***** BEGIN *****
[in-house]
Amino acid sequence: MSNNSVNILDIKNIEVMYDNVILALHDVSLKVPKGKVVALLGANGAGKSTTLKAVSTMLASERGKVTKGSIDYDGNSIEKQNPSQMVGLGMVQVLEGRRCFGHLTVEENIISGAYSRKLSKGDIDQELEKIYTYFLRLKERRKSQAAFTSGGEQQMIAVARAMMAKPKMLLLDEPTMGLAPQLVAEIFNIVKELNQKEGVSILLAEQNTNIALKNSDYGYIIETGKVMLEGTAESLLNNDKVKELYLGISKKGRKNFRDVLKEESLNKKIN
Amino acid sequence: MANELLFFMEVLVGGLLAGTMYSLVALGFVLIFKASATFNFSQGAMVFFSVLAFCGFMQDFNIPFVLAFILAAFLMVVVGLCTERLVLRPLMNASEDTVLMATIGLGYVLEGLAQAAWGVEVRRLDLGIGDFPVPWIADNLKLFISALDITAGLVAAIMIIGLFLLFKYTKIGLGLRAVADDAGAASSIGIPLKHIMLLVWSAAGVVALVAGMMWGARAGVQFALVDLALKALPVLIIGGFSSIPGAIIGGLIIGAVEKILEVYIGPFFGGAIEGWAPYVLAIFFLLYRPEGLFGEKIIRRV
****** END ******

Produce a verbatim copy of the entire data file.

[in-house]
Amino acid sequence: MSNNSVNILDIKNIEVMYDNVILALHDVSLKVPKGKVVALLGANGAGKSTTLKAVSTMLASERGKVTKGSIDYDGNSIEKQNPSQMVGLGMVQVLEGRRCFGHLTVEENIISGAYSRKLSKGDIDQELEKIYTYFLRLKERRKSQAAFTSGGEQQMIAVARAMMAKPKMLLLDEPTMGLAPQLVAEIFNIVKELNQKEGVSILLAEQNTNIALKNSDYGYIIETGKVMLEGTAESLLNNDKVKELYLGISKKGRKNFRDVLKEESLNKKIN
Amino acid sequence: MANELLFFMEVLVGGLLAGTMYSLVALGFVLIFKASATFNFSQGAMVFFSVLAFCGFMQDFNIPFVLAFILAAFLMVVVGLCTERLVLRPLMNASEDTVLMATIGLGYVLEGLAQAAWGVEVRRLDLGIGDFPVPWIADNLKLFISALDITAGLVAAIMIIGLFLLFKYTKIGLGLRAVADDAGAASSIGIPLKHIMLLVWSAAGVVALVAGMMWGARAGVQFALVDLALKALPVLIIGGFSSIPGAIIGGLIIGAVEKILEVYIGPFFGGAIEGWAPYVLAIFFLLYRPEGLFGEKIIRRV